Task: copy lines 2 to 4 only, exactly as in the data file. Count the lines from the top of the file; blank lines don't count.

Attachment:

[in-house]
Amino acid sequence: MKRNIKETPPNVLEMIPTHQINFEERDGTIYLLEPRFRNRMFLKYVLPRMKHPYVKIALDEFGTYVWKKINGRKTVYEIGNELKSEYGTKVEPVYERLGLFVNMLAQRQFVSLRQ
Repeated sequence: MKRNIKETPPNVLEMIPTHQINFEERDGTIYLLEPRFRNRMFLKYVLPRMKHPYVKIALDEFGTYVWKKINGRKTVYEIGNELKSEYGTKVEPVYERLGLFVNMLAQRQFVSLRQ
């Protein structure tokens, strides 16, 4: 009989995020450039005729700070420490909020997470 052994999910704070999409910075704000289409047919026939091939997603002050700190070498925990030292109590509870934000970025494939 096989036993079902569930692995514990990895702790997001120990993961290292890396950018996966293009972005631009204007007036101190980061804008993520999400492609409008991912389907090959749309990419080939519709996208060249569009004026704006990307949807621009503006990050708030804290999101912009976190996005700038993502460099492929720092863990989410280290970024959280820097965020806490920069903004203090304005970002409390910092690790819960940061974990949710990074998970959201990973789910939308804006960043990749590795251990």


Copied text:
Amino acid sequence: MKRNIKETPPNVLEMIPTHQINFEERDGTIYLLEPRFRNRMFLKYVLPRMKHPYVKIALDEFGTYVWKKINGRKTVYEIGNELKSEYGTKVEPVYERLGLFVNMLAQRQFVSLRQ
Repeated sequence: MKRNIKETPPNVLEMIPTHQINFEERDGTIYLLEPRFRNRMFLKYVLPRMKHPYVKIALDEFGTYVWKKINGRKTVYEIGNELKSEYGTKVEPVYERLGLFVNMLAQRQFVSLRQ
């Protein structure tokens, strides 16, 4: 009989995020450039005729700070420490909020997470 052994999910704070999409910075704000289409047919026939091939997603002050700190070498925990030292109590509870934000970025494939 096989036993079902569930692995514990990895702790997001120990993961290292890396950018996966293009972005631009204007007036101190980061804008993520999400492609409008991912389907090959749309990419080939519709996208060249569009004026704006990307949807621009503006990050708030804290999101912009976190996005700038993502460099492929720092863990989410280290970024959280820097965020806490920069903004203090304005970002409390910092690790819960940061974990949710990074998970959201990973789910939308804006960043990749590795251990």